20 Question Tuesday: Mallory Comerford

20 Question Tuesday: Mallory Comerford

By Bob Schaller//Contributor  | Tuesday, October 10, 2017

Talk about making it count. Good things don’t just come to those who wait in the case of Plainwell, Michigan native Mallory Comerford -- indeed, the University of Louisville junior, a team captain this NCAA season, went for greatness making her first World Championship team, claiming five golds and setting the 100 free record (which teammate and her good friend Simone Manuel then broke) in Hungary. Comerford explains why her 12th place finishes at the 2016 Olympic Trials were a springboard, not anchors to hold her back, in this week’s 20 Question Tuesday.

 

1. Wasn’t it quite satisfying to help Team USA and win five golds at Worlds??

Mallory: Yes, very much so. It’s a really nice feeling. I am enjoying it and having fun with it. It’s been a fun past year, a couple of years, really. I am ready for what’s next.

 

2. Being up on the podium at Trials making the Worlds team with teammate Kelsi Worrell, what was that feeling like?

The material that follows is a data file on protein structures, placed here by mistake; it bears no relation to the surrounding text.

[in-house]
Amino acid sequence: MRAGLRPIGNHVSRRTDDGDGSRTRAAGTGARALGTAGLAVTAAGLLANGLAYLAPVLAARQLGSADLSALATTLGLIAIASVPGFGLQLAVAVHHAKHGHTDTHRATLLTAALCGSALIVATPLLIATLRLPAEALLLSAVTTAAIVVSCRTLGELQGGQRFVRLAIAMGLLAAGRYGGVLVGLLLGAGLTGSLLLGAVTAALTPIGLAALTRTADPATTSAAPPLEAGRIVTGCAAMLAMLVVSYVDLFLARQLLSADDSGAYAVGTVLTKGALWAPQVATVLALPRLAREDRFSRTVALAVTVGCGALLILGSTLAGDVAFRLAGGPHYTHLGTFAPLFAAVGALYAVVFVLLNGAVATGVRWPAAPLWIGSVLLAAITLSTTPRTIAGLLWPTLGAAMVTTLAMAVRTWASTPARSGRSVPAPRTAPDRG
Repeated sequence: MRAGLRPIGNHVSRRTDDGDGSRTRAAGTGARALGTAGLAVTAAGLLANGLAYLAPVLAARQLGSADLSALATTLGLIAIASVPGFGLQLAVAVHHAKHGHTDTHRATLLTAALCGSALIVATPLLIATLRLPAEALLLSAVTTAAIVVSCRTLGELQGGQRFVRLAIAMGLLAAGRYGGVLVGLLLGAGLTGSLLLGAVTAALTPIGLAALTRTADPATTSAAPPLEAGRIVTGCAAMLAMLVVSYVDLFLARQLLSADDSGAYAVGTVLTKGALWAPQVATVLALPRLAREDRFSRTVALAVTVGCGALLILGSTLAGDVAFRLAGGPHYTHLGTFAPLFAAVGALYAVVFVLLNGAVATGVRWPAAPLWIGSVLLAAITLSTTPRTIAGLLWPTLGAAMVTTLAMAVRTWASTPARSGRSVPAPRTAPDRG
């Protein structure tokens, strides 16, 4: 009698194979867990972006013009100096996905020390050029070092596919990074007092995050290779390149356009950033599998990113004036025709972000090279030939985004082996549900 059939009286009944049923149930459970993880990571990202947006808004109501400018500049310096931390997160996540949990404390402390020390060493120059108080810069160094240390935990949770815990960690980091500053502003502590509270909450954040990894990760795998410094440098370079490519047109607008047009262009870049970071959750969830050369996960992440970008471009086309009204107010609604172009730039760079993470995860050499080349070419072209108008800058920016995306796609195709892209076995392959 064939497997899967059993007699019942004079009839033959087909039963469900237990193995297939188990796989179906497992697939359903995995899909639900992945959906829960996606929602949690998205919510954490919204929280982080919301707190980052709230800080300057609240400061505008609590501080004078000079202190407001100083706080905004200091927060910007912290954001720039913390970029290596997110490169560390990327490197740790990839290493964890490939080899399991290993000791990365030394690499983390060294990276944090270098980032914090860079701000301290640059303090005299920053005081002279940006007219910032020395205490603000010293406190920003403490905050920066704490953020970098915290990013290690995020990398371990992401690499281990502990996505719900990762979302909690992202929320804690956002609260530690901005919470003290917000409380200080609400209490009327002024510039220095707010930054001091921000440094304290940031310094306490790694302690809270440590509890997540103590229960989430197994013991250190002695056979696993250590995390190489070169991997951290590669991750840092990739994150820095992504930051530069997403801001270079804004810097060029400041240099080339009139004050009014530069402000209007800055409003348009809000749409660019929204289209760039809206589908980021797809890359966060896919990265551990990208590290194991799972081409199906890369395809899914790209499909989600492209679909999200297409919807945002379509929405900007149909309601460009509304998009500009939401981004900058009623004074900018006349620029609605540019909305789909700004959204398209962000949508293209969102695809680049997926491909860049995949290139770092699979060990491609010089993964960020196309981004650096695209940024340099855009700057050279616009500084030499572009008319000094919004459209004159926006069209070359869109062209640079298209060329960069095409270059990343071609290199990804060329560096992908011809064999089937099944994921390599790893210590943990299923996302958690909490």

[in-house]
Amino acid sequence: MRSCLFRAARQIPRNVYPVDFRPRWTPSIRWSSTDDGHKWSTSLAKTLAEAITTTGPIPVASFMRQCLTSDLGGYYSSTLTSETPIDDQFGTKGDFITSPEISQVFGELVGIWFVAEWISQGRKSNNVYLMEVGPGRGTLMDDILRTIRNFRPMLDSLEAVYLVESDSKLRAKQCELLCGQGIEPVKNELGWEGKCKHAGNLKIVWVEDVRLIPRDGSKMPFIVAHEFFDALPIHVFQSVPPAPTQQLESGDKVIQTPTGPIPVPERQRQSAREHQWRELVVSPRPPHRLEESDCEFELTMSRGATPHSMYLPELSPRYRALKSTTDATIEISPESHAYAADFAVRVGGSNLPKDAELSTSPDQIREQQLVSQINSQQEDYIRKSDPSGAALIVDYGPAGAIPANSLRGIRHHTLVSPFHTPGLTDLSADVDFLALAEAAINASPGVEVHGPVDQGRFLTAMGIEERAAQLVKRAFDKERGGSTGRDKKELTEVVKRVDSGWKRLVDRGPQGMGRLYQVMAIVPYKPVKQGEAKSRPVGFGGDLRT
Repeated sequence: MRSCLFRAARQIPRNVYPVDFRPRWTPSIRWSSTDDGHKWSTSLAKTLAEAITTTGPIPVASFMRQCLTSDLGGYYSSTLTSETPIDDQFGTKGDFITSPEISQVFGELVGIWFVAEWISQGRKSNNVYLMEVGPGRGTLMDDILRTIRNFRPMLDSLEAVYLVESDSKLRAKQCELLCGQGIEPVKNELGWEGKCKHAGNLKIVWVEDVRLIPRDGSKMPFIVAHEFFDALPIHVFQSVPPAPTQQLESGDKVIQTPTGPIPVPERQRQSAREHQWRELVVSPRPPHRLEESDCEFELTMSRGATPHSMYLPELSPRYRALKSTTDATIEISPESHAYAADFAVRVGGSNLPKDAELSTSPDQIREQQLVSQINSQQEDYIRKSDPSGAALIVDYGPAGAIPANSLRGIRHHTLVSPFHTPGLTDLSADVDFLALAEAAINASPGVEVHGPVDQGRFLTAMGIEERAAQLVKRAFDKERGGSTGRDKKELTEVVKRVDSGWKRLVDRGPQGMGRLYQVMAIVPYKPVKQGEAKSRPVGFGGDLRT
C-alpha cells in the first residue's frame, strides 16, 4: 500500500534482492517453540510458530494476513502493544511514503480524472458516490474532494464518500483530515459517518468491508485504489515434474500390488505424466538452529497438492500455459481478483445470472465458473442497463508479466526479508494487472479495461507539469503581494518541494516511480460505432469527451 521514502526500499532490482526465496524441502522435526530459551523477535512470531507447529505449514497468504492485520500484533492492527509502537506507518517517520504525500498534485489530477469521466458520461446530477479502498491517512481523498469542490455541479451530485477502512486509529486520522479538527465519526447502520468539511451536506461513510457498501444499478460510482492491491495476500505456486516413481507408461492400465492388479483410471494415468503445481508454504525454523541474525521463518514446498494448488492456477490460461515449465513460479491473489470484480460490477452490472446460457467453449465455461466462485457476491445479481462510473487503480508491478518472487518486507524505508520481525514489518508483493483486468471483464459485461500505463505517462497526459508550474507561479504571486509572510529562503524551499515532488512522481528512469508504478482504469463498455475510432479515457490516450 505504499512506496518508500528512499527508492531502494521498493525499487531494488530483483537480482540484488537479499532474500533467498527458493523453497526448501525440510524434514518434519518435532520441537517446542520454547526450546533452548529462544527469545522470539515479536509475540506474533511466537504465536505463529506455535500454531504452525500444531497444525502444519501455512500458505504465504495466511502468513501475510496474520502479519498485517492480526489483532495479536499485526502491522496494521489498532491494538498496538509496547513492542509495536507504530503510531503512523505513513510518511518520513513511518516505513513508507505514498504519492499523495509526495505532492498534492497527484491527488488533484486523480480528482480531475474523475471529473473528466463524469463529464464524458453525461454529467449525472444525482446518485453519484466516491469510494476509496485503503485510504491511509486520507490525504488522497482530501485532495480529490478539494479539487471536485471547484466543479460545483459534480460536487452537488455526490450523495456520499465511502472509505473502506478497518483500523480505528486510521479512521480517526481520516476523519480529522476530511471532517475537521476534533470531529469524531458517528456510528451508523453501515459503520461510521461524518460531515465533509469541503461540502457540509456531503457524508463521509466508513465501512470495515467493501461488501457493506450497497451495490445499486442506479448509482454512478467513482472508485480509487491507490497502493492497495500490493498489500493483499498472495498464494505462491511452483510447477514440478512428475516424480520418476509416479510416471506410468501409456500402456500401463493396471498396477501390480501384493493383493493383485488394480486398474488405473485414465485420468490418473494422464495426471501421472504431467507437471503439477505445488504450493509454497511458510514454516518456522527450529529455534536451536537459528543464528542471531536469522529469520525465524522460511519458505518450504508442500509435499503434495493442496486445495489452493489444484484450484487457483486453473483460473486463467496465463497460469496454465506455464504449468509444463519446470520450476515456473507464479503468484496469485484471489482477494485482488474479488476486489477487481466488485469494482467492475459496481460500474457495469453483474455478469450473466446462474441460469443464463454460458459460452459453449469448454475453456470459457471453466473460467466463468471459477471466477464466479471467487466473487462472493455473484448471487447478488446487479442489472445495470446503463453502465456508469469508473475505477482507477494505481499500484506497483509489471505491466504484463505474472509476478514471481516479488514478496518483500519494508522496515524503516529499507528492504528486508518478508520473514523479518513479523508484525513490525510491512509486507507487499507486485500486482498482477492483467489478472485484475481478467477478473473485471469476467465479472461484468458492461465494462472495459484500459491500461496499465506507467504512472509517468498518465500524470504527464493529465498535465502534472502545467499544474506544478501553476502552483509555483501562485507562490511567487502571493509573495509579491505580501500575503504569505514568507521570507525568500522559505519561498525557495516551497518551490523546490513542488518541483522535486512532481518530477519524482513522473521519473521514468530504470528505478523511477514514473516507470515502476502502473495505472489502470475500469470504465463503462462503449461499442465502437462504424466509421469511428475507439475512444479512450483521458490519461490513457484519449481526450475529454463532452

Mallory: It’s so amazing. Kelsi has been such a role model and such a big part of my career at Louisville. Once I got here (to college), Kelsi took me under her wing. She’s been there for me as a mentor and friend. She really encourages me. Or if I need help with anything. And she’s helped me develop as a swimmer.

 

3. What was it like having Kelsi as a relay teammate at Worlds?

Mallory: Being on that relay with her was so special -- as was sharing the podium with her at trials. I’m up there with this woman who has made such an impact on my career.

 

4. Did you see all this happening when you first arrived at Louisville, from the international success to being an NCAA all-American?